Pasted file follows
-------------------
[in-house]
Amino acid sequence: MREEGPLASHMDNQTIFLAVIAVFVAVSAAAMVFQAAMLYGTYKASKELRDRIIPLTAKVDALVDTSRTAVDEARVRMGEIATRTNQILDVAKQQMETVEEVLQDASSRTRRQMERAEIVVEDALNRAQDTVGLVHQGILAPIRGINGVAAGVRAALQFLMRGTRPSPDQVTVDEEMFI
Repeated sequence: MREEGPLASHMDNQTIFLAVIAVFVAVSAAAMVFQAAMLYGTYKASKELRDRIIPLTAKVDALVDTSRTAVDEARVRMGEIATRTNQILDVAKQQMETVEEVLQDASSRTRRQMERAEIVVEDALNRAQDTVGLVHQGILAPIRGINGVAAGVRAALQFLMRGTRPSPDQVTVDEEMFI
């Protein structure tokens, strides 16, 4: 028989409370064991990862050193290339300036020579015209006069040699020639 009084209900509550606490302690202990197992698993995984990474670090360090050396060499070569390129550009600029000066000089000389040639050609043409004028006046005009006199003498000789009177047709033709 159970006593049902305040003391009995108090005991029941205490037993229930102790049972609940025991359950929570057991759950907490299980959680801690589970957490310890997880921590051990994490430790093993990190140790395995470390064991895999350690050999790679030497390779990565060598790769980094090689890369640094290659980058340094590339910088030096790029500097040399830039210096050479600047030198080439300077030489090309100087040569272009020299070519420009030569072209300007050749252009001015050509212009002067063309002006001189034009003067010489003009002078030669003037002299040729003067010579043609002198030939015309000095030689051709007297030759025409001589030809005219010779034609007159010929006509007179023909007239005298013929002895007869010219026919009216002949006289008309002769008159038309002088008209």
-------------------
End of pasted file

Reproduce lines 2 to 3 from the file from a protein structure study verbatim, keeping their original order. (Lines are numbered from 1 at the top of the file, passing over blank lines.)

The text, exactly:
Amino acid sequence: MREEGPLASHMDNQTIFLAVIAVFVAVSAAAMVFQAAMLYGTYKASKELRDRIIPLTAKVDALVDTSRTAVDEARVRMGEIATRTNQILDVAKQQMETVEEVLQDASSRTRRQMERAEIVVEDALNRAQDTVGLVHQGILAPIRGINGVAAGVRAALQFLMRGTRPSPDQVTVDEEMFI
Repeated sequence: MREEGPLASHMDNQTIFLAVIAVFVAVSAAAMVFQAAMLYGTYKASKELRDRIIPLTAKVDALVDTSRTAVDEARVRMGEIATRTNQILDVAKQQMETVEEVLQDASSRTRRQMERAEIVVEDALNRAQDTVGLVHQGILAPIRGINGVAAGVRAALQFLMRGTRPSPDQVTVDEEMFI